What do I need to tell the print lab to get good results?

Discussion in 'Digital Darkroom' started by justinweiss, Sep 28, 2009.

  1. I had some prints made at the local 30-minutes shack and got horrible results: Shadow detail lost, highlights blown, and subtle colors washed away.
    So now I'm going to try a professional photo printing lab for the first time. What, if anything, do I need to tell them about my digital photos to get good color fidelity? For example, color space, bit depth, monitor used for editing, etc.?
    Any other tips about getting good results from a lab would also be appreciated.
     
  2. Ask them what you need to do to match their machines. If you are ordering C-prints chances are they want 8 bit, sRGB files. If you calibrate your monitor you can tell them "Print with no corrections", and you'll get back what you see on your monitor.
     
  3. If you edit on a calibrated monitor, and the lab does due diligence in maintaining and calibrating their printer, you can expect very good results with NO ADJUSTMENTS. I get good results from both Adobe RGB and sRGB images, but the latter is probably safer.
    If the lab is careless about calibrating, or ignores your instructions, no amount of persuasion on your part will have any effect. Change labs!
    Cropping is another matter. The operator will always crop about 2mm from the edges for a borderless print, even if it is sized exactly. If it is not sized exactly, they will crop from the shortest side to make all edges borderless. It's hard to predict what they will do on bordered prints to get even borders. This is a real problem if you compose to the edges of the image - things get lopped off. The best solution is to crop the image exact size (but less than full size) and aspect ratio you need for composition, and place it inside a blank border (canvas) sized to fit their printer (e.g., 8x10 or 8x12). When they crop, only the blank edges will be affected. Give the lab an "heads up" on your strategy.
     
  4. save your image as Jpeg sRGB 10-12 quality, and ask NO CORRECTION..if youre image still suck..maybe you are the problem ; )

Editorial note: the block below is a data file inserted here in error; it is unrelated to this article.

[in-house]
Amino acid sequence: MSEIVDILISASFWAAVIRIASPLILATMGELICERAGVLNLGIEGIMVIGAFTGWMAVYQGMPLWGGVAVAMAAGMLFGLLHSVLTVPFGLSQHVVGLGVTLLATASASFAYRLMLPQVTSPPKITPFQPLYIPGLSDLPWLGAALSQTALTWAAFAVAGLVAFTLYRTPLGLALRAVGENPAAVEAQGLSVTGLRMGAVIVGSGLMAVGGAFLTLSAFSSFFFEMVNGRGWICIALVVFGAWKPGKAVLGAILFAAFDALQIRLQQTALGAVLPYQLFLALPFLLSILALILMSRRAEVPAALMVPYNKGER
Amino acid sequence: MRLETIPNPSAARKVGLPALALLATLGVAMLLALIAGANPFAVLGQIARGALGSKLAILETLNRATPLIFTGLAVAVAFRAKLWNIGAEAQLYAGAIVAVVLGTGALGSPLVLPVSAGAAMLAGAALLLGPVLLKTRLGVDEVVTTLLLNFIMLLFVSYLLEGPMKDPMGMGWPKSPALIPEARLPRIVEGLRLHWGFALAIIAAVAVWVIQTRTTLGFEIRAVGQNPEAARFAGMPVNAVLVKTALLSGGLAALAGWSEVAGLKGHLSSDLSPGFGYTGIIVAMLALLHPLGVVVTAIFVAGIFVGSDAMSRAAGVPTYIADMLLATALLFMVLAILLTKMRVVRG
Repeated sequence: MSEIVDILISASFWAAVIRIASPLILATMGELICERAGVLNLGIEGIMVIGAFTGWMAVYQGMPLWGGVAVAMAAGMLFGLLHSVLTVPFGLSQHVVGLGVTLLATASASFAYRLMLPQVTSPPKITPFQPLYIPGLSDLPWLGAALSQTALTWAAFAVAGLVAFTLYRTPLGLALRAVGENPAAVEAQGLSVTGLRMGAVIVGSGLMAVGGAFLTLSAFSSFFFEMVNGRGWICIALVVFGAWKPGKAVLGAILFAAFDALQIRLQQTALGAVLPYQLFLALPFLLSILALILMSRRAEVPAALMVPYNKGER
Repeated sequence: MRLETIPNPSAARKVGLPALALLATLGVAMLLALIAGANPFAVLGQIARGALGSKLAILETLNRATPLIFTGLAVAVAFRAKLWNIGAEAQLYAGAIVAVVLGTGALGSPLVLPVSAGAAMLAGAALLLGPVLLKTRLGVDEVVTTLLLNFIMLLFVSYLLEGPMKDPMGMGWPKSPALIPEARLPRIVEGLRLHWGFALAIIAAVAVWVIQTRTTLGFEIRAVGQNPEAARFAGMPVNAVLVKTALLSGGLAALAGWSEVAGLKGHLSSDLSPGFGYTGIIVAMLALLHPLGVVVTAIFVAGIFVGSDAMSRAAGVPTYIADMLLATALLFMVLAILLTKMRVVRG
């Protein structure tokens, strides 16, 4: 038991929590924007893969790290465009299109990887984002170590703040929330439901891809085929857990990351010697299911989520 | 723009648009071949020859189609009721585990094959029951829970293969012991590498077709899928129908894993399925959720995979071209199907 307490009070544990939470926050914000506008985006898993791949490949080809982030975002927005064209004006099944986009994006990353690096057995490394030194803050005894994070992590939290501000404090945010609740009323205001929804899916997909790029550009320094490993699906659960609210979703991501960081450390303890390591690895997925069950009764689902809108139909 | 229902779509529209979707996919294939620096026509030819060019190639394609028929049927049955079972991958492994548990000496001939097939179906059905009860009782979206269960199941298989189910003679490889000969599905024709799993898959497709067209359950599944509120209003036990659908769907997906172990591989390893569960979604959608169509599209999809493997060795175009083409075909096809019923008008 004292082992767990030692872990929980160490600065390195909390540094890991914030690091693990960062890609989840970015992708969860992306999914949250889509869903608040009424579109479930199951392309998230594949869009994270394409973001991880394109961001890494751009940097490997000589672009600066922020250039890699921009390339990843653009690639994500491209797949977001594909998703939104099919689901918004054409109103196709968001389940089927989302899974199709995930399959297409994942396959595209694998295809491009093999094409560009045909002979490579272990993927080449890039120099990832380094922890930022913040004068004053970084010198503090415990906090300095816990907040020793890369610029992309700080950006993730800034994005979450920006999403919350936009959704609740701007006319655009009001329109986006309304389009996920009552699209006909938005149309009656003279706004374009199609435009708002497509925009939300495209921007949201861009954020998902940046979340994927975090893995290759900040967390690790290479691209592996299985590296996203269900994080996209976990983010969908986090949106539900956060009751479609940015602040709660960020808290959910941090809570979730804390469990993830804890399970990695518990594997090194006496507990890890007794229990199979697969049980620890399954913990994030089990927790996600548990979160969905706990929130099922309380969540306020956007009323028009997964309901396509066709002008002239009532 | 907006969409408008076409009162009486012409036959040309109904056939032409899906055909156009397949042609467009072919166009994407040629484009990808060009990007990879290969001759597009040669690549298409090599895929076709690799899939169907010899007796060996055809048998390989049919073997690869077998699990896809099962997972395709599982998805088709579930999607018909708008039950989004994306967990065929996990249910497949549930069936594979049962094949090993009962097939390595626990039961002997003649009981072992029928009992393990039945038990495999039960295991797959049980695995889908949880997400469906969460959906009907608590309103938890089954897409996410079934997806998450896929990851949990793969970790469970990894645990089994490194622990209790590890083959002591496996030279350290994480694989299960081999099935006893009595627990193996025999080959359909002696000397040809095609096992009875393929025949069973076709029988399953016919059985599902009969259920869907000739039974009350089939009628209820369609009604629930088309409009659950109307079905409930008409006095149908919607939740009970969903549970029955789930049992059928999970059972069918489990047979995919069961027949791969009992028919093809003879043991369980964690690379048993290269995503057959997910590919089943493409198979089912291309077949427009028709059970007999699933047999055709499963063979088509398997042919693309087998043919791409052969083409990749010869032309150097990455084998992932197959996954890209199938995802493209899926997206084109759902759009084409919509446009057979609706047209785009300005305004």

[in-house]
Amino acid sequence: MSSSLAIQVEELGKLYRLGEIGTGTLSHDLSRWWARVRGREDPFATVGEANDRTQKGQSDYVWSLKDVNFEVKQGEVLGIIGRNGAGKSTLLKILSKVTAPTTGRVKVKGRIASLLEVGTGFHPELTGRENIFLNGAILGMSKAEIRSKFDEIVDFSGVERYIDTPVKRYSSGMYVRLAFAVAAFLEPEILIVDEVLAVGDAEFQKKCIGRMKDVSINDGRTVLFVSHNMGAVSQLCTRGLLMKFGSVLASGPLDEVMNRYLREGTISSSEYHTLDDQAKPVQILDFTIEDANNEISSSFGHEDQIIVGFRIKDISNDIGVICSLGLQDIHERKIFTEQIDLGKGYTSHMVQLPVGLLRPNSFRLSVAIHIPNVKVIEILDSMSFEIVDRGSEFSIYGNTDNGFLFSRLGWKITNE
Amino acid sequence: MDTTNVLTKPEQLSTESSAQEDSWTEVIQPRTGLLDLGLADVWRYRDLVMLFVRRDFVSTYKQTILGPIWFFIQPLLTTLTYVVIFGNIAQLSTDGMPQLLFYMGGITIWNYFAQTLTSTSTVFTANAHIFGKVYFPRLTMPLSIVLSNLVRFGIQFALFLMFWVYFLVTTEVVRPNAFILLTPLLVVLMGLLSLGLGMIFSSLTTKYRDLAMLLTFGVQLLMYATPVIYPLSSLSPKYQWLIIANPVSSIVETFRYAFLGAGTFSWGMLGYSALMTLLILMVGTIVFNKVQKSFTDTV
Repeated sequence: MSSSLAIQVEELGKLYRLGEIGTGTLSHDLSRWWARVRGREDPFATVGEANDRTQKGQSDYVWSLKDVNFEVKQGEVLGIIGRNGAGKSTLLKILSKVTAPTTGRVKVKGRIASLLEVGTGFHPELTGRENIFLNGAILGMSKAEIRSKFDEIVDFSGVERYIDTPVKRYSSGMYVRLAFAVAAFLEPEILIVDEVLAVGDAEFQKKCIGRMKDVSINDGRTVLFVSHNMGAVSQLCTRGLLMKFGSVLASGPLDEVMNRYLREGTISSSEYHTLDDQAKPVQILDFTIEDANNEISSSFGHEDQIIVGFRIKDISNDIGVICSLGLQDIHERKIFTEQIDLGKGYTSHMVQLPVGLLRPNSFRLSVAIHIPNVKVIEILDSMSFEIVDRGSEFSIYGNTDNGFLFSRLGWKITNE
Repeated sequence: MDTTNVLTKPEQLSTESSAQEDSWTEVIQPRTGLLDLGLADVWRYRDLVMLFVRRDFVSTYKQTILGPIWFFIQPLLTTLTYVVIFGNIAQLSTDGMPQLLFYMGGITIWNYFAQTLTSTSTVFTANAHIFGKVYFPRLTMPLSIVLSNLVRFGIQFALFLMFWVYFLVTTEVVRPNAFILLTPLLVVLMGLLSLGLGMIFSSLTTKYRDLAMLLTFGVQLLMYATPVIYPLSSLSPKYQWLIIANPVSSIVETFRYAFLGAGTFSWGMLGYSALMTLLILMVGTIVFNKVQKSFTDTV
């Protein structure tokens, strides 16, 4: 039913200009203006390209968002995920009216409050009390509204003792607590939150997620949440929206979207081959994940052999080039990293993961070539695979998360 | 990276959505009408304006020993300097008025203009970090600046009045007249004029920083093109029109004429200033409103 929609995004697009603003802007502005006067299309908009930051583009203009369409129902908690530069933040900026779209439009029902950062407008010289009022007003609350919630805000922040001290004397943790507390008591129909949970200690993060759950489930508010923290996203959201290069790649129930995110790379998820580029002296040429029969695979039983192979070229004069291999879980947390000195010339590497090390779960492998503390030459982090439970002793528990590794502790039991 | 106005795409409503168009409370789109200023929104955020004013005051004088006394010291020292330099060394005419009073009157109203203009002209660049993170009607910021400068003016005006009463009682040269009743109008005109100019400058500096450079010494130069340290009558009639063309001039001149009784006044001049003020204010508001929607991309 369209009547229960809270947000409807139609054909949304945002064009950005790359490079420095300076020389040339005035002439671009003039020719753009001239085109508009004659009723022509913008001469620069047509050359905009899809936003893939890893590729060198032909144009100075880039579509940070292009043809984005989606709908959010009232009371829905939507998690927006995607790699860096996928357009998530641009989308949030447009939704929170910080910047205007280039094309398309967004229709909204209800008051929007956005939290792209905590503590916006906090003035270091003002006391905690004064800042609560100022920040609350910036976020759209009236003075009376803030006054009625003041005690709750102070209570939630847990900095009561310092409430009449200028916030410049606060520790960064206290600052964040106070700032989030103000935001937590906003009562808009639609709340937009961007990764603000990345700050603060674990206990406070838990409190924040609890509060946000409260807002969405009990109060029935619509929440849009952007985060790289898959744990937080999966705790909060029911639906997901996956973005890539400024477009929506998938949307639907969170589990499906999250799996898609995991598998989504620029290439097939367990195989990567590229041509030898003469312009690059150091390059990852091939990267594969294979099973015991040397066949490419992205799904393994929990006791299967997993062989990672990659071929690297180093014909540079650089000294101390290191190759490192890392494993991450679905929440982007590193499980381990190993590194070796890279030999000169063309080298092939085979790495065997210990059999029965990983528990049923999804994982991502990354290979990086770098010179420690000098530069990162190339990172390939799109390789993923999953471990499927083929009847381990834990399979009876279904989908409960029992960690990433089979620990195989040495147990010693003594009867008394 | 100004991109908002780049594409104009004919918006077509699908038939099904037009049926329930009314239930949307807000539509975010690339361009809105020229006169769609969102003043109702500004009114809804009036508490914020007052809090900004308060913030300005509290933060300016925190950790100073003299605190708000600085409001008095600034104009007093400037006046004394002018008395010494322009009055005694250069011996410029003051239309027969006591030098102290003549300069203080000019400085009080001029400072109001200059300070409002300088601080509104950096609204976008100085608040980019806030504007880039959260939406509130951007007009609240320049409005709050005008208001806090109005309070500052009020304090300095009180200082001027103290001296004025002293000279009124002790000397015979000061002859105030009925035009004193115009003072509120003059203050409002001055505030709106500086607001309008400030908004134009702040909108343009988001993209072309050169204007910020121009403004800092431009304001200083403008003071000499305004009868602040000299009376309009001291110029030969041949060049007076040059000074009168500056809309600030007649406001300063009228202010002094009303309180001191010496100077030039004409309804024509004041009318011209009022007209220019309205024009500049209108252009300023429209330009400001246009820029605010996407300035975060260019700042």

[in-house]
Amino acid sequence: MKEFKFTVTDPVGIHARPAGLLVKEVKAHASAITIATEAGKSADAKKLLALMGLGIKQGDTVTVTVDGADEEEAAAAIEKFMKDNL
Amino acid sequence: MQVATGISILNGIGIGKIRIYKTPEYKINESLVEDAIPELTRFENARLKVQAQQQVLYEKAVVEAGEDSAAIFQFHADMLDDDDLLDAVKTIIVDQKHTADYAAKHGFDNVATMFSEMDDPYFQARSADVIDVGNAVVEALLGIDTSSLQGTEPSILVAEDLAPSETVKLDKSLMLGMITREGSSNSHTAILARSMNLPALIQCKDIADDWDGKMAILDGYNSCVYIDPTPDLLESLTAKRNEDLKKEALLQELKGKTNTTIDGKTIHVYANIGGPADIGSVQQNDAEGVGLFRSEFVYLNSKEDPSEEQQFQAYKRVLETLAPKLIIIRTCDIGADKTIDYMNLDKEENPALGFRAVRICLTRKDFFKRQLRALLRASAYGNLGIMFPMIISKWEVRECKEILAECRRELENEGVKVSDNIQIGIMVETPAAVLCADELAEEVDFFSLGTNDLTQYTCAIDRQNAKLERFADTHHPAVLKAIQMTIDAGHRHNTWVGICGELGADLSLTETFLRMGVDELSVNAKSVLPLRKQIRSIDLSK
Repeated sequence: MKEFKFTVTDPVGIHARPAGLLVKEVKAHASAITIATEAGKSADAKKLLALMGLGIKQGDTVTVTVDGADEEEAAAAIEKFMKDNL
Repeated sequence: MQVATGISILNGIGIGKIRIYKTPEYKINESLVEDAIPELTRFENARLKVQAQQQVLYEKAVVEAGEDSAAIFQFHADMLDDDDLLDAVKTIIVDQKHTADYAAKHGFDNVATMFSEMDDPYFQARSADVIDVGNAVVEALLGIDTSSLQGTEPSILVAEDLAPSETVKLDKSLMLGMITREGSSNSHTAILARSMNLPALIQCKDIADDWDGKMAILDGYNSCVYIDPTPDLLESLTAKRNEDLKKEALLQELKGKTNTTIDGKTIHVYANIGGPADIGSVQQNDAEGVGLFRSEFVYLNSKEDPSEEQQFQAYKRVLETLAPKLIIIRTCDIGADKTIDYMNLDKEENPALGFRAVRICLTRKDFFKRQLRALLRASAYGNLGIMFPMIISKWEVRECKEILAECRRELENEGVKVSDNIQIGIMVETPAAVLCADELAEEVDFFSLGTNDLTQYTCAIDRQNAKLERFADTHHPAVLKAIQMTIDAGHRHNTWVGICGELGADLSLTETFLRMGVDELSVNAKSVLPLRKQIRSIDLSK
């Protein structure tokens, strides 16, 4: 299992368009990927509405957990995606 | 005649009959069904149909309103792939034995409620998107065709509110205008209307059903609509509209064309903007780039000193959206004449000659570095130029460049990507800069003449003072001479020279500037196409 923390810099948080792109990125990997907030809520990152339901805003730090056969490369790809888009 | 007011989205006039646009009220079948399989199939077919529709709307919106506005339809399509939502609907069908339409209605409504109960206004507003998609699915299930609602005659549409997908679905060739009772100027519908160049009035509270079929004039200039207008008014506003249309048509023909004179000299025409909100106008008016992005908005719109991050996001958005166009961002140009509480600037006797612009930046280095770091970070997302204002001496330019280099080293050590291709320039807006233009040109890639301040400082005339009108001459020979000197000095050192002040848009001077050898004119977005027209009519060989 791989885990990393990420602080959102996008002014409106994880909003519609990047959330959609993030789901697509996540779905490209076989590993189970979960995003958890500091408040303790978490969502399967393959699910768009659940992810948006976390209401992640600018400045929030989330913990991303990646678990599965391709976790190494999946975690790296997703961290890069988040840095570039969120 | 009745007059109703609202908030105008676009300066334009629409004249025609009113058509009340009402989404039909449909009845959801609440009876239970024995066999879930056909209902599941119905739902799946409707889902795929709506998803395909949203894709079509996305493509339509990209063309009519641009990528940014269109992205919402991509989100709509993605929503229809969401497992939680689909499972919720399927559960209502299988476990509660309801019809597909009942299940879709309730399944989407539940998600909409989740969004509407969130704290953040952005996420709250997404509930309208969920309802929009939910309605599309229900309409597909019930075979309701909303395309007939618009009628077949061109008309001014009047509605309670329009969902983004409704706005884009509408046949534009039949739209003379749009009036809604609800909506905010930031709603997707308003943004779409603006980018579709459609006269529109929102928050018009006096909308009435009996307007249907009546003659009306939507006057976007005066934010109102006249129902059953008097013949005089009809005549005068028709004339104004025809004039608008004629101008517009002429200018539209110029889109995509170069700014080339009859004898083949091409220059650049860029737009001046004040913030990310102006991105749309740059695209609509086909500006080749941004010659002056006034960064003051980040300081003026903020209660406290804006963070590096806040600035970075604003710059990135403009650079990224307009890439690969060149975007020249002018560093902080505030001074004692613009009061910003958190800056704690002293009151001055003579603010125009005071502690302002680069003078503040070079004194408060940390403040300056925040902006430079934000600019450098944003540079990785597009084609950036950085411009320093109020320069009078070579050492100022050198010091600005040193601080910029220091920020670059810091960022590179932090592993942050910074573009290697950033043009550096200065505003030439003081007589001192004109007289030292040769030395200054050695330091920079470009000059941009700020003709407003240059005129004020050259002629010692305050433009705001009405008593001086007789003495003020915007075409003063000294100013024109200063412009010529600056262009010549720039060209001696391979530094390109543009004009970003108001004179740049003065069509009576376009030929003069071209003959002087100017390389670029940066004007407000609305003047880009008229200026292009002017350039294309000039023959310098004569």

Do you have a good -non laptop- hardware calibrated monitor to start?
     
  5. My suggestions:
    • Try mpix.com.
    • Use sRGB as your working space when editing your images.
    • When you save as a jpeg, use level 10 and do NOT embed the sRGB profile.
    • Allow mpix to make color corrections (Don't check the box that tells them not to adjust color. That way, if you aren't happy with the results, they will most likely do the job again. They're very good about that.)
     
  6. Use good ol jpegs in sRGB images and "beg no corrections".
    Most shops even Pro Shops dont use Adobe Color space. I use Wolf Camera and only the local Pro Shop Wolf here and they dont even use Adobe. They always say sRGB.
    There are a few labs that will read your attached ICC profile and print that. If thats the case, they dont make corrections to those....or it negates reading ICC profile of your image.
    Ditto everyone else...is your monitor calibrated. Its a must to calibrate the monitor to get results that match what you see. What does it look like on screen.
     
  7. Thanks for the tips everyone.
    I have a hardware-calibrated NEC monitor, and I've been shooting and editing in Adobe RGB. I'm going to talk to the lab about whether that's OK or if I should send them sRGB jpegs. I may even do a Pepsi challenge on a few of my photos to see if I can tell the difference...
     
  8. If you've been sending them Adobe files, I bet thats it. I've only seen 2 labs in my area that will read the embedded ICC profile and print that way. Most just use sRGB. Think about it. Probably 75% of the people out there are sending them files froma P&S and have no idea what color space even means.
     
  9. I always suggest that user make test to comfirm what they read, an im haapy you do it..but the sad truth is sending a Adobe RGB file to a lab would 9 out of 10 result in darker print with less vivid color or kind of not saturated one. If you want a problem free experience, send to any lab, in every country, pro or not a sRGB jpeg.